Neutrinos are elementary particles that are similar to the more commonly known electron. The difference, however, between the electron and the neutrino is in the particle’s charge. This difference is crucial in determining the behavior of the particle. Electrons are affected greatly by electromagnetic forces due to the particle’s negative charge. Neutrinos on the other hand carry no charge making them mostly impervious to strong force electromagnetism. Instead, these particles are only affected by weak nuclear force and gravitation although the effect from gravity has been shown to be negligible in laboratory study. The name neutrino literally means “small neutral one.”

The vast majority of the neutrinos that pass through Earth come from the Sun. Since the particles are electrically neutral and are not affected by strong force, the neutrinos pass through the Earth relatively unaffected. It can be said that during the daytime, solar neutrinos shine down on humanity, but during the night, these neutrinos shine up from underneath! More than fifty trillion solar neutrinos pass through the human body every second. There are three types, or “flavors,” of neutrinos. These are electron neutrinos, muon neutrinos, and tauon neutrinos, which each have a unique antimatter particle called an antineutrino. Electron neutrinos and antineutrinos are created when a proton becomes a neutron or vice versa through the process of beta decay, which is a type of radioactive decay in which a beta particle, an electron or positron, is emitted.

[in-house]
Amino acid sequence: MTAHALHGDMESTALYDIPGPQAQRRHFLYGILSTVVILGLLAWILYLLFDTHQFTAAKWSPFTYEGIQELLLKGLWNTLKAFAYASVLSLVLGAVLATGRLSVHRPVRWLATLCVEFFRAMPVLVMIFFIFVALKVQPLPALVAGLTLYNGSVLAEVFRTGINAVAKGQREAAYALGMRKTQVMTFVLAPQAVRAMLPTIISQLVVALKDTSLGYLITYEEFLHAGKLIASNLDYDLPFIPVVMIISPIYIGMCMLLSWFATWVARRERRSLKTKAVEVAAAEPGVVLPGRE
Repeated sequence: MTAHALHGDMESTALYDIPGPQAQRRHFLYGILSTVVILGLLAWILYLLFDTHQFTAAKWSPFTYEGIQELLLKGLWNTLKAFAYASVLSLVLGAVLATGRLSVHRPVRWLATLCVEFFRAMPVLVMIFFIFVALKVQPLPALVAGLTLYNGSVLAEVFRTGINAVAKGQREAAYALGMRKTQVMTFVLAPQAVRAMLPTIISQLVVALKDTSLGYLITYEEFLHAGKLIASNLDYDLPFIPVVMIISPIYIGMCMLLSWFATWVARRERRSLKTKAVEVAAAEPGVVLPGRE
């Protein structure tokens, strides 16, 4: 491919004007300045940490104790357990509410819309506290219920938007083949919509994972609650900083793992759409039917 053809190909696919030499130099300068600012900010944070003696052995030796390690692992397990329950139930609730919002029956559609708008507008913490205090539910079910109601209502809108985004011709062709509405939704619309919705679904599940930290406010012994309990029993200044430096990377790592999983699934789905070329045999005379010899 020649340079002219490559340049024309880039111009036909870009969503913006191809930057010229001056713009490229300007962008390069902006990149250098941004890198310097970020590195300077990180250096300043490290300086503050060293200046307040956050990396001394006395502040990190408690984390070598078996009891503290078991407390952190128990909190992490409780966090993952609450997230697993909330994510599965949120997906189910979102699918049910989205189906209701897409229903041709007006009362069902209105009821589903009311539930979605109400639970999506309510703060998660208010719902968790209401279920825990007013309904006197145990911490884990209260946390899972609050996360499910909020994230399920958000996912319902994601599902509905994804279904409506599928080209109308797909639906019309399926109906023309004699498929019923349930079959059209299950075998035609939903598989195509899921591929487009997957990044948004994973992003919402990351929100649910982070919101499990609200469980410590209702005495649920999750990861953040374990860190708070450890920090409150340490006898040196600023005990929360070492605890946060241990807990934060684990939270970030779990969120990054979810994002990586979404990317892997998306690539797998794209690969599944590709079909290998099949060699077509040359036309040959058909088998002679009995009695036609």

The proposed existence of the neutrino was first theorized in 1930 by Wolfgang Pauli. This idea was formulated to preserve the laws of conservation of energy, conservation of momentum, and the conservation of angular momentum in regards to beta decay. Pauli stated that an undetected particle was carrying away the observed difference in regards to the energy, momentum, and angular momentum of the initial and final particle. Upon first theorizing the existence of the neutrino, Pauli named the unknown particle the neutron, but a more massive sub atomic particle with no charge was found two years later and was also named the neutron. The naming confusion was remedied by Enrico Fermi as he changed the name to neutrino when proposing the theory of beta decay.